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Contested commemoration in Northern Ireland


The AHRC have supported several projects in Northern Ireland (NI), and about Northern Ireland, that have helped support developing approached to organising and managing  commemorative practices in Northern Ireland and in building strong links between researchers of World War One and Ireland and government and community organisations.  The Northern Ireland Executive’s May 2013 'Together Building a United Community' (TBaUC) strategy envisages a community, ‘strengthened by its diversity, where cultural expression is celebrated and embraced and where everyone can live, learn, work and socialise together, free from prejudice, hate and intolerance.' AHRC-funded research has contributed to achieving these aims whilst enabling sensitive and significant historical events to be commemorated.

1924 Newtownards Snow Memorial. Credit: Newtownards Chronicle, 1924

Dr Marie Coleman (Queen’s University Belfast) leads the AHRC Research Networking project ‘Northern Ireland's 2016: Approaching the contested commemoration of the Easter Rising and the Somme’ bringing together key WW1/Ireland researchers together with representatives of the Community Relations Council. The Office of First Minister and Deputy First Minister (OFMDFM), the Department of Culture Arts and Leisure, Belfast City Council Good Relations Unit, Healing Through Remembering, Co-operation Ireland, the Department of Education (NI), providing a forum for civil servants to discuss their projects and to ensure these are sensitive to current research. The network members have had key roles in the organisation of commemoration events, ensuring they are organised in alignment with the TBaUC strategy. The network also hosted a major public briefing in Northern Ireland on the Irish government’s 2016 commemoration plans.  It also facilitated contacts that led to Belfast City Council organising a trip to Dublin for Unionist Councillors to learn more about the Easter Rising and Dr Coleman serves on a committee advising the council’s Good Relations Unit on its planned 1916 exhibition for Belfast City Hall.

The network worked closely with ‘Living Legacies’ (the AHRC-funded First World War Engagement Centre based at QUB), in organising the ‘Creative Centenaries Resources Fair’ (March 2015) and ‘1916: What’s it all about?’ (October 2015). Both events were aimed at informing community groups about the significance of historic centenaries and highlighting the resources available to assist in holding commemorative events.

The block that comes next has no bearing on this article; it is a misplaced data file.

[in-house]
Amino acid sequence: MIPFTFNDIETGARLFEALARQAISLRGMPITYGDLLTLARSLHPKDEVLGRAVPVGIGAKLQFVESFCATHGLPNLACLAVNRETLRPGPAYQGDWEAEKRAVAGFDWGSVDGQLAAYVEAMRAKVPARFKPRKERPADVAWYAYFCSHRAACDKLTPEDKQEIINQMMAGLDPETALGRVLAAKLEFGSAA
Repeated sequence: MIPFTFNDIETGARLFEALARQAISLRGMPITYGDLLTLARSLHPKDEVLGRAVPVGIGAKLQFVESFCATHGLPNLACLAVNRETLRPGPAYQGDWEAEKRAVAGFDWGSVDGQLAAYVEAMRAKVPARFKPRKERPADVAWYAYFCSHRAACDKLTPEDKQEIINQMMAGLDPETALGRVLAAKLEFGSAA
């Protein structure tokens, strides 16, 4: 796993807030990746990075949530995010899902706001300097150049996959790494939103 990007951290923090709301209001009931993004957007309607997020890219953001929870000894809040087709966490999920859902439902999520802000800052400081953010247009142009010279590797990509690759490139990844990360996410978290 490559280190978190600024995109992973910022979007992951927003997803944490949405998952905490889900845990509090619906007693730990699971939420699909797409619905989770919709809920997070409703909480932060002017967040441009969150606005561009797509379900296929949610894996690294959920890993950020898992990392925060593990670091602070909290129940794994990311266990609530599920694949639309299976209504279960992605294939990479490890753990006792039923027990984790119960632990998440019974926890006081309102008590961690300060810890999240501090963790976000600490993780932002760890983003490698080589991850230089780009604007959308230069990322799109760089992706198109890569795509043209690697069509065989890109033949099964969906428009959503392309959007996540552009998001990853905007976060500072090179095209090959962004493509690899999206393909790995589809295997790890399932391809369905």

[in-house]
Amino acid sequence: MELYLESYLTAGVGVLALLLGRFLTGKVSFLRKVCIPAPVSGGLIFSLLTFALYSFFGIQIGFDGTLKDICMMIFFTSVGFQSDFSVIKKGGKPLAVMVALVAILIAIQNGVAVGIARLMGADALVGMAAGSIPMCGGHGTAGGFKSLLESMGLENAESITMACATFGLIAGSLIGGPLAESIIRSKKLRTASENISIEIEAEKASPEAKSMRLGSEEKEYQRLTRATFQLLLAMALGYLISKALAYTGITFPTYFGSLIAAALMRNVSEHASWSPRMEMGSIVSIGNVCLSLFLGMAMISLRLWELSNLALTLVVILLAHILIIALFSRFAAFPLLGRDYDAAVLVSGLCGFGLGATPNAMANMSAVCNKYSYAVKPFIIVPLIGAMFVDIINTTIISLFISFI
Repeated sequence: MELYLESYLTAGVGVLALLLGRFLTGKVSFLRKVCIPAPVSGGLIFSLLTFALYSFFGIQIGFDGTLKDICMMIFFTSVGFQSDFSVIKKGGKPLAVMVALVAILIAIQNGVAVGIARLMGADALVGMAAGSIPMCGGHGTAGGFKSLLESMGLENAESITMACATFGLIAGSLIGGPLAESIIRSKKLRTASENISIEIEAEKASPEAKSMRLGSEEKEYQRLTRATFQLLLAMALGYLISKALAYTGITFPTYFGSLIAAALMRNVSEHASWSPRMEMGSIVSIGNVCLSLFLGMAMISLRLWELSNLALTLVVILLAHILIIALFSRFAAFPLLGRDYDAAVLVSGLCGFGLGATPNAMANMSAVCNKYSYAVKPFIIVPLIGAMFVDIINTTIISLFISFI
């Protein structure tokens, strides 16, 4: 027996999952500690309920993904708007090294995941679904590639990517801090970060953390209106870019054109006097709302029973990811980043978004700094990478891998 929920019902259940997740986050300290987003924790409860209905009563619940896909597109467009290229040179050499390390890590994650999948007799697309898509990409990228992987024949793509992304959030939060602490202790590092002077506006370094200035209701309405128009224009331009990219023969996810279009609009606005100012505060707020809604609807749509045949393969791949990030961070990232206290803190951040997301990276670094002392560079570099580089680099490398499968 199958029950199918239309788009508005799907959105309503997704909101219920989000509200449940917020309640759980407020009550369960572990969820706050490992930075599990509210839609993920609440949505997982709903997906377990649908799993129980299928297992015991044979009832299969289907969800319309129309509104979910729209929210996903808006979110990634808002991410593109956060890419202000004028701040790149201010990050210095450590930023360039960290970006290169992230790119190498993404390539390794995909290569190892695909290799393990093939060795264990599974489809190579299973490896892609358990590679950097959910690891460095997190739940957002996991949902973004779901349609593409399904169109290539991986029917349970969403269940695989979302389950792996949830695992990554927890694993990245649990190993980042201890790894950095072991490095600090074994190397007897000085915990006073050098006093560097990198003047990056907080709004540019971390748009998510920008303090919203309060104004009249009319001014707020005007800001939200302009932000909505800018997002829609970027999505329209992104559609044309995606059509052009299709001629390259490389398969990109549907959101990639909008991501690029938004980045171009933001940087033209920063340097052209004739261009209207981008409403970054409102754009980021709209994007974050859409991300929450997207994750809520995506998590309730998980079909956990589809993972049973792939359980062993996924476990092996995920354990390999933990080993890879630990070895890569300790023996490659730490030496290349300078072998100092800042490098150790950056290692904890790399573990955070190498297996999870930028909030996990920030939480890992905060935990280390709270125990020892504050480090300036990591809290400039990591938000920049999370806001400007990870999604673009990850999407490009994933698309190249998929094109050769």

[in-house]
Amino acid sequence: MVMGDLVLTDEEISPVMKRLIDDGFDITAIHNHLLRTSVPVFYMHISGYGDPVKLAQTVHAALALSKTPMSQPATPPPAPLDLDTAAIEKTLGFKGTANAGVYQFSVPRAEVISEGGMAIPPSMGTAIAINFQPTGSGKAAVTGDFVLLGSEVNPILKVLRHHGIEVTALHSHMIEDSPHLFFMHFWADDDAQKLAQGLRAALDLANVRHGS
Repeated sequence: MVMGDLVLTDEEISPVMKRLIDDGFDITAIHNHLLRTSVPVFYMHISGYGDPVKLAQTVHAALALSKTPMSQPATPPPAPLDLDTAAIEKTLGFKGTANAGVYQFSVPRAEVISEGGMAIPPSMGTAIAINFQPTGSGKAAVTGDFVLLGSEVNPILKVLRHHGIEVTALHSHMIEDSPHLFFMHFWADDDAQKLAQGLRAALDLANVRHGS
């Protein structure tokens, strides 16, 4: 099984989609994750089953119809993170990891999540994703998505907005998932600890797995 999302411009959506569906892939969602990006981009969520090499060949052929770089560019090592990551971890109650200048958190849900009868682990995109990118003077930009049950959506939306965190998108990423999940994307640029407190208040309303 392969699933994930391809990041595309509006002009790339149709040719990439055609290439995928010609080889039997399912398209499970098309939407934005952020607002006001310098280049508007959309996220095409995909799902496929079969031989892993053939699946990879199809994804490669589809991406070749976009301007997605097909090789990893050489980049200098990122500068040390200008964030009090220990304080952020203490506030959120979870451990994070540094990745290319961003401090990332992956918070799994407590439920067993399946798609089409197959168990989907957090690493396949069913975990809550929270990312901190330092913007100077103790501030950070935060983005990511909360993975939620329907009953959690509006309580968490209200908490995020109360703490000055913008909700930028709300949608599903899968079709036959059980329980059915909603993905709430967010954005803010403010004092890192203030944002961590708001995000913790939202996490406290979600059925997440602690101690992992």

The network project stemmed partly from a collaborative project with BBC NI as part of the larger AHRC/BBC World War One at Home project and led by Professor Fran Brearton (Queen’s University Belfast) in collaboration with Coleman.  The project helped to shape  BBC NI broadcasts and the relevant BBC online archive, including contributing to the selection and recording of material. The project also worked with in-house BBC researchers advising them on how to locate appropriate sources for the broadcast material and to develop new areas of exploration, thereby supporting the BBC NI in offering a deliberately balanced and inclusive approach.  Michael Tumelty – Editor, Factual, of BBC Radio Ulster highlighted the importance of the AHRC researchers saying they ‘have been indispensable to ensuring the success and rigour of this flagship BBC project.’ Brearton and Coleman have also worked with the Community Relations Council and the Heritage Lottery Fund with a focus on stimulating public discussion surrounding 1916 centennial commemoration.

The researchers’ contribution to these discussions are enabling these organisations to present multiple narratives of a shared history which remains sensitive to the fact and the problems of contested memories.

This case study featured in the 2014/15 AHRC impact report. (PDF, 7.7MB)

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